"It's because we know how to throw a good party."
"Well, let's keep things going and get this dessert set up."
Once the trio of cheesecakes was arranged on the table in my parents' dining room, I nodded to Kimberlee. "I've got to go find our bride-to-be."
"No problem. I can handle this." Kimberlee smoothed a wrinkle from the white tablecloth and repositioned the vase filled with bright-red poppies, my mother's favorite flowers.
"It's not like she wandered far. She's probably in the bathroom touching up her makeup."
Not that Jillian was a "refresh her makeup" kind of gal. Mascara and a little bit of basic eyeliner was her usual routine. Lipstick was reserved for fancier affairs. She'd probably be cajoled by the photographer into wearing some on her wedding day.
The upstairs bathroom was empty, lit only by the flickering flame of a cinnamon-scented candle. Where could Jillian be? A thin band of light shone out from beneath the door of Johanna and Jillian's former bedroom at the far end of the darkened hallway. Why would my sister be in there? As I moved past my old bedroom, my fingertips brushed the doorknob for a second. I pulled my hand away, balling my fingers into a fist.
I paused outside the bedroom and then rapped my knuckles against the door. "Jillian?"
Nothing ... and then, "Payton? Do you need me for something?"
Just for her party. I eased the door open, stepping inside. "What are you doing up here? It's time to open your gifts."
What had once been Johanna and Jillian's room was now a generic guest room. At the moment, the only light came from the slender glass lamp on the bedside table. My sisters' beds had been replaced by a single larger bed covered in a gray-and-white paisley comforter. An idyllic outdoor scene adorned the wall across from the dark oak dresser.
Jillian, who'd been hunched over on the corner of the bed, straightened her shoulders. "I, um, got a phone call and decided to take it in here away from all the noise."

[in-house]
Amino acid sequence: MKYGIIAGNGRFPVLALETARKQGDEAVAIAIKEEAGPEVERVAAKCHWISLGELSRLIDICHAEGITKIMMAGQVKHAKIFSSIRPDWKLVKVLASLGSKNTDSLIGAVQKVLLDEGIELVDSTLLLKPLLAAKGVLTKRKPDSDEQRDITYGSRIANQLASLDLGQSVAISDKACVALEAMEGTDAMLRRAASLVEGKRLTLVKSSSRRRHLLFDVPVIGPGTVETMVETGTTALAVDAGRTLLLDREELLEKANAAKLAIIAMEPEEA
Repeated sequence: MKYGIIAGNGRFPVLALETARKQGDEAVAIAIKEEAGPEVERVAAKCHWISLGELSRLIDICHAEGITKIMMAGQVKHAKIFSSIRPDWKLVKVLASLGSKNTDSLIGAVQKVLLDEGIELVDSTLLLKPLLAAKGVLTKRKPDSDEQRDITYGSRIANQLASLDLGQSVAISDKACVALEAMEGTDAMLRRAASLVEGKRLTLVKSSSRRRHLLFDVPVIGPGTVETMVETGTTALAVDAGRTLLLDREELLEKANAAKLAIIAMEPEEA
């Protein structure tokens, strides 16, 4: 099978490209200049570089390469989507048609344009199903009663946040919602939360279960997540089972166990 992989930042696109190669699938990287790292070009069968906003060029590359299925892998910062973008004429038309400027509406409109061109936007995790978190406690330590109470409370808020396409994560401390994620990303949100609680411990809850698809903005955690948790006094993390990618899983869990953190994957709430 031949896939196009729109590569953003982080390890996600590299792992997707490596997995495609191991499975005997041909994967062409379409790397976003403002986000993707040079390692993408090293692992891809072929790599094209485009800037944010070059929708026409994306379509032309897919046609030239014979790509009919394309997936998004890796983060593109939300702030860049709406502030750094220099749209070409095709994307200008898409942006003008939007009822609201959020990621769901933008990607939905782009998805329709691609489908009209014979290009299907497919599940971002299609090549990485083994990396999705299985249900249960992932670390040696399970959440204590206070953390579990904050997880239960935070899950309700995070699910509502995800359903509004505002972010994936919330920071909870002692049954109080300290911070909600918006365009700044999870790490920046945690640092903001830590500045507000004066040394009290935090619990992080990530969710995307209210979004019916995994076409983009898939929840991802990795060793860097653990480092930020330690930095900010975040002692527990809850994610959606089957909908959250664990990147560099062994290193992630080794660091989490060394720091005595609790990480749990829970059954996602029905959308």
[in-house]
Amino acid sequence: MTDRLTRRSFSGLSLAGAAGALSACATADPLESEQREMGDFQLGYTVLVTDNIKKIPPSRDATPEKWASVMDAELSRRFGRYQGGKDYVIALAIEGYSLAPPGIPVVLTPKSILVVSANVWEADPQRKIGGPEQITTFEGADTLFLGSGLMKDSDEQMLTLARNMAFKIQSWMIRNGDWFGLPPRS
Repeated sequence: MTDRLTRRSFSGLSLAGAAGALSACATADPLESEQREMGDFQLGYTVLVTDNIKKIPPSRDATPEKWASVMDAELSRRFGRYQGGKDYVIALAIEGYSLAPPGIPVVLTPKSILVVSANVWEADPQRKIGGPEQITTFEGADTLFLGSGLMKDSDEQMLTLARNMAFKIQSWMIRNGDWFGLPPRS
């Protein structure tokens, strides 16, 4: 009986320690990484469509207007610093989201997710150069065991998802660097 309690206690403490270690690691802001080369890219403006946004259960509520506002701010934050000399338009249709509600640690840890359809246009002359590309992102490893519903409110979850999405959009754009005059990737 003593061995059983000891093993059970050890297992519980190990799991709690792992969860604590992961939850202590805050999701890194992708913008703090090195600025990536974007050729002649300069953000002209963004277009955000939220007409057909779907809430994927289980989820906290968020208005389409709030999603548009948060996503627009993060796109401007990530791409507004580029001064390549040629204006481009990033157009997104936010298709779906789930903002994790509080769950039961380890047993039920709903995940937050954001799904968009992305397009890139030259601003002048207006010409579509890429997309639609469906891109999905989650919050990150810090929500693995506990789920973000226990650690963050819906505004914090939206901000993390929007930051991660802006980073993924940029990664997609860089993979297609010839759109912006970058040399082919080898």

"Is everything okay?"
"Yes. Absolutely." Jillian's smile seemed to wobble for the briefest second. "Did you need me for something?"
"Your engagement party? It's time to dismantle that Jenga tower of gifts in the family room." I shook my head. "Tsk. And after all the hard work I put in arranging it."
"Right." Jillian smoothed her yellow empire-waist sundress down over her hips. "It's been a wonderful party, Payton."
"Thank you for saying so, but it's not over yet." I touched Jillian's shoulder. "You're really okay?"
She nodded so that the ends of her hair brushed against the back of my hand. "Yes. Nothing that won't wait until Monday."
I didn't know why I'd asked. It wasn't like Jillian would confide in me. We weren't the "Will you keep a secret?" kind of sisters. "All right then. Why don't you go find Geoff and I'll bring you both some dessert? Do you want key lime, classic, or turtle cheesecake?"
Now it was my sister's turn to shake her head. "I should skip it altogether. We're going wedding dress shopping soon enough, and I know I'm going to look awful —"
"Oh, stop! Don't become a weight-conscious bridezilla." My comment earned the ghost of a laugh from my sister. "What's wrong?"
"You know Mrs. Kenton?"
"Of course — the family friend who can get away with saying, 'Oh, Payton, I knew you when ...' and does. Every time she sees me. She pull that on you tonight?"
Red stained my sister's face. "No. She just said — in the nicest way possible, of course — that she hoped I'd lose a few pounds before the wedding."
"And what did you say?"
Of course she didn't. "Jillian —"
She waved away my words. "Forget I said anything."
"It was rude." And Mrs. Kenton, family friend or not, could forget about ever seeing the recipe she'd requested. "How about I bring you a small slice of each cheesecake? Calories don't count at engagement parties, you know."
"Really small slices?"
"I promise. This is a celebration. Your one and only engagement party."